FIG. 1 is a prior art schematic representing a circuit implemented to reduce frequency pulling. The circuit includes a reference signal source 10 which is connected to a plurality of frequency dividers 11. The output from each frequency divider 11 is fed into phase detectors 12. Each phase detector 12 is connected to low units, which implement amplitude modulation, require a better and efficient pass filter (LPF) 13 on the output side. LPFs 13 are then connected to VCO1 15 a and VCO2 15 b, respectively. The VCOs, 15 a, 15 b produce frequencies which are fed into mixer 16. A portion of VCO1 15 a and VCO2 15 b output is fed back into phase detectors 12 via frequency dividers 14. The output from mixer 16 is directed to pre-transmission filter 17. Thereafter, the signal is directed through amplifier 18 to antenna 19. The frequency output at antenna 19 is a sum and or difference of the frequency outputs from VCO1 15 a and VCO2 15 b.

The prior art utilizes up and down conversion of the signal source to reach an intermediate frequency (IF). The IF is the output frequency from the mixer stage. High gain and only moderate selectivity can be obtained because the high Q factor required on the filters due to the high upconverted frequency.

One of the many limitations of the prior art is that the architecture for reducing carrier frequency pulling is very complex. Specifically, the scheme requires several filters, oscillators and mixers to eliminate spurious and non-related harmonics from the transmitter. However, these components generate local interferences, both individually and in combinations, which further distort the information carried in the signal and the output frequency.

Accordingly there is a need to provide a reliable and efficient circuit to attenuate oscillator frequency pulling including elimination of spurious and providing related harmonic isolation from the output of an amplitude modulated VCO. It turns out that output frequencies which are harmonically related to either VCO1 or VCO2 (15A or 15B) tend to also pull the VCO's frequency as well.

SUMMARY OF THE INVENTION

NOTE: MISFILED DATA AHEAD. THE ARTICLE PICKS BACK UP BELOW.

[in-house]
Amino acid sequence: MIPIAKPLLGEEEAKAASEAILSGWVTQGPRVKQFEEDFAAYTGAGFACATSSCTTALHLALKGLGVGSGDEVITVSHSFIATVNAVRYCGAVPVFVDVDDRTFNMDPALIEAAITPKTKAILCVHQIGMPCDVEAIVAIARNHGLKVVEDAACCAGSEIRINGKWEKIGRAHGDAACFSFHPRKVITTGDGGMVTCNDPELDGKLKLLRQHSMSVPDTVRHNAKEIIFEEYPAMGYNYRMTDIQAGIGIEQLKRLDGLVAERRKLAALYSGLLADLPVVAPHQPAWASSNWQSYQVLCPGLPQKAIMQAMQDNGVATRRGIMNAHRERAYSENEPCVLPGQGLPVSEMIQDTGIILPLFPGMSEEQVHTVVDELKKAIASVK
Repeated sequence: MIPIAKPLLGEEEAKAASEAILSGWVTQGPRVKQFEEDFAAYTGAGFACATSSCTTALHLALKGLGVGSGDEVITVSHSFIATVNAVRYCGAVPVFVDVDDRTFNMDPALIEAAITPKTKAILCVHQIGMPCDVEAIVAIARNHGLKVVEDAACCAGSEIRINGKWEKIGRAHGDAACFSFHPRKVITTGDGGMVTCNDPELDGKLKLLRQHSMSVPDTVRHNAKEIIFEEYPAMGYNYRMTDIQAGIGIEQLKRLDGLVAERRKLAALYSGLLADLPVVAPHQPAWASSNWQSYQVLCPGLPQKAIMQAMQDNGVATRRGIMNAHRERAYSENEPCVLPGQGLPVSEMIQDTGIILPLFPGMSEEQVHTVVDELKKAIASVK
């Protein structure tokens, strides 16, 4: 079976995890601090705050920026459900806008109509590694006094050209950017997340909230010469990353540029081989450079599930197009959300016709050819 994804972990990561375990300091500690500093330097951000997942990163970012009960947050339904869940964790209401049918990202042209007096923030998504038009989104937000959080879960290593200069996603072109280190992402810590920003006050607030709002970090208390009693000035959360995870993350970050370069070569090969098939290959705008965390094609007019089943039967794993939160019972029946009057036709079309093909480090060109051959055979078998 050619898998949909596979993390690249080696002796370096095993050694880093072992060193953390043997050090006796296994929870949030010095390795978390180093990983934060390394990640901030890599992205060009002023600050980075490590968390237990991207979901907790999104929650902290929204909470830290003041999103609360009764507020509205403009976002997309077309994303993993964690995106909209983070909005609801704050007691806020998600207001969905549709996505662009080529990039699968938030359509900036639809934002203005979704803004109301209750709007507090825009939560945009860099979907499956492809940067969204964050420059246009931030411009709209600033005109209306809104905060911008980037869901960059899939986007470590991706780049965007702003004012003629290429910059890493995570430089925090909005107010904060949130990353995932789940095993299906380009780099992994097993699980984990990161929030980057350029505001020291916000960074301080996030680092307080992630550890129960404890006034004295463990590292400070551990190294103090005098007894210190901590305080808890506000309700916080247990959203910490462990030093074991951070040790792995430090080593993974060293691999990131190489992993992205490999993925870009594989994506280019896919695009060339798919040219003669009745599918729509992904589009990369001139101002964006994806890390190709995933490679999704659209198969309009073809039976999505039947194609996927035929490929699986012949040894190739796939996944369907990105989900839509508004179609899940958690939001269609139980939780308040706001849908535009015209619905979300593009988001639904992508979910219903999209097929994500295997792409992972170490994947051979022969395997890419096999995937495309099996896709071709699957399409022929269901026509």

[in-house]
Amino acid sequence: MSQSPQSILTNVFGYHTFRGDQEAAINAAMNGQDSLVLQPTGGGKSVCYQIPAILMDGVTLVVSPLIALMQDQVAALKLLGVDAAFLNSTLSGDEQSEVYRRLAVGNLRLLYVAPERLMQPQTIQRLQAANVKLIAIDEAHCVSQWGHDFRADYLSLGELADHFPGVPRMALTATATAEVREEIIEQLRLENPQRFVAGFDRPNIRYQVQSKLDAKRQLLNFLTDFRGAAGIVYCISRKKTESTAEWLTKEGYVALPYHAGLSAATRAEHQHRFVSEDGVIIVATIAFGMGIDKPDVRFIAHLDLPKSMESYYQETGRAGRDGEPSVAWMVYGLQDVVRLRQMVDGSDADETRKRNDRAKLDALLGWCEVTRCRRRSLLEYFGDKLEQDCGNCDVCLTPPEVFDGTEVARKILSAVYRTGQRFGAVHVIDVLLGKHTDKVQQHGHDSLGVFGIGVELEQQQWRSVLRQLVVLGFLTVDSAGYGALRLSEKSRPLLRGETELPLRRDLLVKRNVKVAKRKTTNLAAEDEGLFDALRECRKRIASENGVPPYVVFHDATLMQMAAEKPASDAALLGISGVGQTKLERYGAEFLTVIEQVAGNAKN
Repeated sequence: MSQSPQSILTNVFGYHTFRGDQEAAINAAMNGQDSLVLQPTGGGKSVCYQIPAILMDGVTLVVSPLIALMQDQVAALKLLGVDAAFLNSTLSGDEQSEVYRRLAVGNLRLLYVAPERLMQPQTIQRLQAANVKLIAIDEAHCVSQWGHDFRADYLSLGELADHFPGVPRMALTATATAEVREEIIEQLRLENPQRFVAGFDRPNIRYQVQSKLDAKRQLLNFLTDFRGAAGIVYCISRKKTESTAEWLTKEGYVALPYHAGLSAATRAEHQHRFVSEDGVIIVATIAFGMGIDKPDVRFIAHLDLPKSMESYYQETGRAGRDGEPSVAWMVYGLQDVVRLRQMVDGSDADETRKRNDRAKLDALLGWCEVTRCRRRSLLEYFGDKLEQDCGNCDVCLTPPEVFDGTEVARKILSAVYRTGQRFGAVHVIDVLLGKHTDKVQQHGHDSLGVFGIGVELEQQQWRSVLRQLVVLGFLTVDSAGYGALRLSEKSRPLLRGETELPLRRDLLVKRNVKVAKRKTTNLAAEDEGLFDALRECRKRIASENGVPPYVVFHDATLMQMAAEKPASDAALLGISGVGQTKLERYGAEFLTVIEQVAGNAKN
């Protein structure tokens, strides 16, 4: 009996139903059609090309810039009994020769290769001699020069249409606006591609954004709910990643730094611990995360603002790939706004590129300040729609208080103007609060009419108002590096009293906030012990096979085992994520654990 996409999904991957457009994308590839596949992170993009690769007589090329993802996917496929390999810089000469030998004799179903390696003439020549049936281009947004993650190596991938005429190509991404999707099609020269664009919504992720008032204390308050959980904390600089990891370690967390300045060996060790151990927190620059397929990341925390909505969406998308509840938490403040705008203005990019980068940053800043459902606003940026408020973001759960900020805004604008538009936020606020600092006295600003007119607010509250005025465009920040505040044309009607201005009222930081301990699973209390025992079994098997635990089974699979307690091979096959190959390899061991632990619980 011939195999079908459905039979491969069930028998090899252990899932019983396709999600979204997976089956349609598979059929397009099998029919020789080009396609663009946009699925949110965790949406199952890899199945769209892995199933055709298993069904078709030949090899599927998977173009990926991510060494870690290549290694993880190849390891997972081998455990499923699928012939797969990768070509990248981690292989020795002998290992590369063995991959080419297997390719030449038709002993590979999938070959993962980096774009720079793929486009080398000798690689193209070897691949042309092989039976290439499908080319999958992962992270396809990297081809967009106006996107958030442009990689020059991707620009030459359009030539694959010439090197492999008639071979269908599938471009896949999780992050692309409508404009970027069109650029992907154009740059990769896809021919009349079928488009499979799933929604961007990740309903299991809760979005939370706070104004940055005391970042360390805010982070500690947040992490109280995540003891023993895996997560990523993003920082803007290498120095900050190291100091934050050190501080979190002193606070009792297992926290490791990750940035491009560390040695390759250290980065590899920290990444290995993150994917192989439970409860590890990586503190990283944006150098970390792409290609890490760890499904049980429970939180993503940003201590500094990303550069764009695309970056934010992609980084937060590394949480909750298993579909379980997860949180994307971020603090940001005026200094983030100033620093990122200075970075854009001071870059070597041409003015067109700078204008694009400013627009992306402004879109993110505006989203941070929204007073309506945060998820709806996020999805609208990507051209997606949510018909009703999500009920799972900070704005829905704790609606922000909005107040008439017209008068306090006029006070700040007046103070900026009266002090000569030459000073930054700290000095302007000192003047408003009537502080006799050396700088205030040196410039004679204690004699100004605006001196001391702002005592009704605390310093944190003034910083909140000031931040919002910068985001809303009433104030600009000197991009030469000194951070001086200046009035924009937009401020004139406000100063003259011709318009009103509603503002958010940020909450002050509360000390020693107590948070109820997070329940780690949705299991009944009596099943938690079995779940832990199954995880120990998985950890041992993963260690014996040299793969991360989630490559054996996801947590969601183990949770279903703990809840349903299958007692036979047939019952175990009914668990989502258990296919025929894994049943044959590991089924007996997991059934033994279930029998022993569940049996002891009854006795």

It is an object of the present invention to provide apparatus and a method in which frequency pulling is significantly eliminated in an output VCO which output is a result of AM modulation. The output frequency is structured to be larger than the synthesizer VCO frequency by a rational (non-integer) factor greater than unity, thus maintaining a non-harmonic relationship between the output VCO and the synthesizer.

Another object of the present invention is to eliminate spurious responses. Spurious responses in a transceiver can take place as a result of mixing between two or more external signals. By making the output exactly 1.5 times the VCO, the mixing spurious which results will lie exactly on the desired carrier, as it applies only in this case.

It is a further object of the invention to provide a scheme in which a synthesizer, a plurality of frequency multipliers, an output VCO, a low pass filter, a mixer, a pretransmission filter and a transmitter are connected in a manner to generate an output frequency which is non-harmonically related to the synthesizer VCO during an AM modulation of the output VCO, in order to avoid frequency pulling of the synthesizer's VCO.

Yet another object of the invention is to provide an AM modulation scheme in which the frequency pulling is substantially reduced. Generally, AM modulation involves a process by which voices and other signals are impressed onto a carrier signal.

It is a further object of the invention to provide a frequency pulling reduction architecture implemented in an AM modulation process wherein spurious response resulting from mixing products are eliminated. The architecture allows for a single synthesizer promoting lower cost and a smaller number of parts.